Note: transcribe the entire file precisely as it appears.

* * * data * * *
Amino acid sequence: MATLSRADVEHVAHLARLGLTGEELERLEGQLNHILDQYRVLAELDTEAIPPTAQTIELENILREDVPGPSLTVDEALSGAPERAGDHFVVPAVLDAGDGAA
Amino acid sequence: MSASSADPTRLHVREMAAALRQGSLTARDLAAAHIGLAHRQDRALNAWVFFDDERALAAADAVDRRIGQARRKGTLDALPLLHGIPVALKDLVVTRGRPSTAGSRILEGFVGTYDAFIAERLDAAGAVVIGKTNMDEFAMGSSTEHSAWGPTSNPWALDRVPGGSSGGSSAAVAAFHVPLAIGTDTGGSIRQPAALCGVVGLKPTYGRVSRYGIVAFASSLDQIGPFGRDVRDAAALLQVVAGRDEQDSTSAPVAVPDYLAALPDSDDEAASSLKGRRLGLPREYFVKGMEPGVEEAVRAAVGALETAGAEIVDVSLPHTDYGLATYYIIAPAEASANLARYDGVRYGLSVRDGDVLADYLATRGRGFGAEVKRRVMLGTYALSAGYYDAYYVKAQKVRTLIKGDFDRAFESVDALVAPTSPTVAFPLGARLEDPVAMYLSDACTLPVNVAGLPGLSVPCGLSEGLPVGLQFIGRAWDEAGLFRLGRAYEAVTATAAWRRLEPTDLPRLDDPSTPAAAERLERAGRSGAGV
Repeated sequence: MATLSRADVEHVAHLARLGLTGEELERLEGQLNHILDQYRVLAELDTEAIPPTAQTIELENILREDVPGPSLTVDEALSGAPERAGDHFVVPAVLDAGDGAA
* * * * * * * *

Amino acid sequence: MATLSRADVEHVAHLARLGLTGEELERLEGQLNHILDQYRVLAELDTEAIPPTAQTIELENILREDVPGPSLTVDEALSGAPERAGDHFVVPAVLDAGDGAA
Amino acid sequence: MSASSADPTRLHVREMAAALRQGSLTARDLAAAHIGLAHRQDRALNAWVFFDDERALAAADAVDRRIGQARRKGTLDALPLLHGIPVALKDLVVTRGRPSTAGSRILEGFVGTYDAFIAERLDAAGAVVIGKTNMDEFAMGSSTEHSAWGPTSNPWALDRVPGGSSGGSSAAVAAFHVPLAIGTDTGGSIRQPAALCGVVGLKPTYGRVSRYGIVAFASSLDQIGPFGRDVRDAAALLQVVAGRDEQDSTSAPVAVPDYLAALPDSDDEAASSLKGRRLGLPREYFVKGMEPGVEEAVRAAVGALETAGAEIVDVSLPHTDYGLATYYIIAPAEASANLARYDGVRYGLSVRDGDVLADYLATRGRGFGAEVKRRVMLGTYALSAGYYDAYYVKAQKVRTLIKGDFDRAFESVDALVAPTSPTVAFPLGARLEDPVAMYLSDACTLPVNVAGLPGLSVPCGLSEGLPVGLQFIGRAWDEAGLFRLGRAYEAVTATAAWRRLEPTDLPRLDDPSTPAAAERLERAGRSGAGV
Repeated sequence: MATLSRADVEHVAHLARLGLTGEELERLEGQLNHILDQYRVLAELDTEAIPPTAQTIELENILREDVPGPSLTVDEALSGAPERAGDHFVVPAVLDAGDGAA